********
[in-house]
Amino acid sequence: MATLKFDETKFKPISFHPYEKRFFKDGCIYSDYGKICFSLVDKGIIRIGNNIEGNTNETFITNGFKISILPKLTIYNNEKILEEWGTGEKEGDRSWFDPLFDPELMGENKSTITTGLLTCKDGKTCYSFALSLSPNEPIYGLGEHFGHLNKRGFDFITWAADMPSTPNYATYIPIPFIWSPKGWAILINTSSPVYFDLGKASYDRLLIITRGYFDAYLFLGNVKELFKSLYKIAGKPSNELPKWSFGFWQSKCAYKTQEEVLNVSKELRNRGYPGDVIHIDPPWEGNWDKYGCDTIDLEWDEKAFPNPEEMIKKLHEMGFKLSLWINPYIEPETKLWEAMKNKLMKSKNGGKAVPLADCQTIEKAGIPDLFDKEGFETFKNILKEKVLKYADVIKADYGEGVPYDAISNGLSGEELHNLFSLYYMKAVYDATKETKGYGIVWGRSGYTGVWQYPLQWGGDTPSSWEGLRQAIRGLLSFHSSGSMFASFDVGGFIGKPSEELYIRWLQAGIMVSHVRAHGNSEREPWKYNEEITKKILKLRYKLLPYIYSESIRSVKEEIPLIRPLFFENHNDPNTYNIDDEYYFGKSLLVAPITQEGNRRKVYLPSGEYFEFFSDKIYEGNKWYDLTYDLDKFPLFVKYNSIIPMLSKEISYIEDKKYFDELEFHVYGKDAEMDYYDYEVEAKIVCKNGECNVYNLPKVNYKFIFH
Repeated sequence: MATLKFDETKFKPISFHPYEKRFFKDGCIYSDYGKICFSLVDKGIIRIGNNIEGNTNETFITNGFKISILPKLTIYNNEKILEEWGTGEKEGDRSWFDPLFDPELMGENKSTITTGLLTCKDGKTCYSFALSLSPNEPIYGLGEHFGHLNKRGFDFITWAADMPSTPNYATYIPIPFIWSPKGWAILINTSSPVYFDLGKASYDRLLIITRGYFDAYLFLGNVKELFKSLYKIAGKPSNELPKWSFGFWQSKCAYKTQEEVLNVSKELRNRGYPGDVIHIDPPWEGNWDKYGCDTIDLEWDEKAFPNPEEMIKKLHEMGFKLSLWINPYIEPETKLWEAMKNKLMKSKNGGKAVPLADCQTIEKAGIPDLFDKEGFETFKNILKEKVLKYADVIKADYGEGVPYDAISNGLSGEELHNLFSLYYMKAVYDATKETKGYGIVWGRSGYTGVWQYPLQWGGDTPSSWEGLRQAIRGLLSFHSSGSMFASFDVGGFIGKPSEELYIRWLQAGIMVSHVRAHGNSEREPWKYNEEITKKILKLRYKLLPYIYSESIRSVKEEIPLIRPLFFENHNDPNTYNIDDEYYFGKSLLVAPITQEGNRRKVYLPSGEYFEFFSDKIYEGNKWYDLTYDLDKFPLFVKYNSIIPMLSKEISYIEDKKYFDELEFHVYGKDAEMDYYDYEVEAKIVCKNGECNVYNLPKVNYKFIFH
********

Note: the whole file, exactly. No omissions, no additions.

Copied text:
[in-house]
Amino acid sequence: MATLKFDETKFKPISFHPYEKRFFKDGCIYSDYGKICFSLVDKGIIRIGNNIEGNTNETFITNGFKISILPKLTIYNNEKILEEWGTGEKEGDRSWFDPLFDPELMGENKSTITTGLLTCKDGKTCYSFALSLSPNEPIYGLGEHFGHLNKRGFDFITWAADMPSTPNYATYIPIPFIWSPKGWAILINTSSPVYFDLGKASYDRLLIITRGYFDAYLFLGNVKELFKSLYKIAGKPSNELPKWSFGFWQSKCAYKTQEEVLNVSKELRNRGYPGDVIHIDPPWEGNWDKYGCDTIDLEWDEKAFPNPEEMIKKLHEMGFKLSLWINPYIEPETKLWEAMKNKLMKSKNGGKAVPLADCQTIEKAGIPDLFDKEGFETFKNILKEKVLKYADVIKADYGEGVPYDAISNGLSGEELHNLFSLYYMKAVYDATKETKGYGIVWGRSGYTGVWQYPLQWGGDTPSSWEGLRQAIRGLLSFHSSGSMFASFDVGGFIGKPSEELYIRWLQAGIMVSHVRAHGNSEREPWKYNEEITKKILKLRYKLLPYIYSESIRSVKEEIPLIRPLFFENHNDPNTYNIDDEYYFGKSLLVAPITQEGNRRKVYLPSGEYFEFFSDKIYEGNKWYDLTYDLDKFPLFVKYNSIIPMLSKEISYIEDKKYFDELEFHVYGKDAEMDYYDYEVEAKIVCKNGECNVYNLPKVNYKFIFH
Repeated sequence: MATLKFDETKFKPISFHPYEKRFFKDGCIYSDYGKICFSLVDKGIIRIGNNIEGNTNETFITNGFKISILPKLTIYNNEKILEEWGTGEKEGDRSWFDPLFDPELMGENKSTITTGLLTCKDGKTCYSFALSLSPNEPIYGLGEHFGHLNKRGFDFITWAADMPSTPNYATYIPIPFIWSPKGWAILINTSSPVYFDLGKASYDRLLIITRGYFDAYLFLGNVKELFKSLYKIAGKPSNELPKWSFGFWQSKCAYKTQEEVLNVSKELRNRGYPGDVIHIDPPWEGNWDKYGCDTIDLEWDEKAFPNPEEMIKKLHEMGFKLSLWINPYIEPETKLWEAMKNKLMKSKNGGKAVPLADCQTIEKAGIPDLFDKEGFETFKNILKEKVLKYADVIKADYGEGVPYDAISNGLSGEELHNLFSLYYMKAVYDATKETKGYGIVWGRSGYTGVWQYPLQWGGDTPSSWEGLRQAIRGLLSFHSSGSMFASFDVGGFIGKPSEELYIRWLQAGIMVSHVRAHGNSEREPWKYNEEITKKILKLRYKLLPYIYSESIRSVKEEIPLIRPLFFENHNDPNTYNIDDEYYFGKSLLVAPITQEGNRRKVYLPSGEYFEFFSDKIYEGNKWYDLTYDLDKFPLFVKYNSIIPMLSKEISYIEDKKYFDELEFHVYGKDAEMDYYDYEVEAKIVCKNGECNVYNLPKVNYKFIFH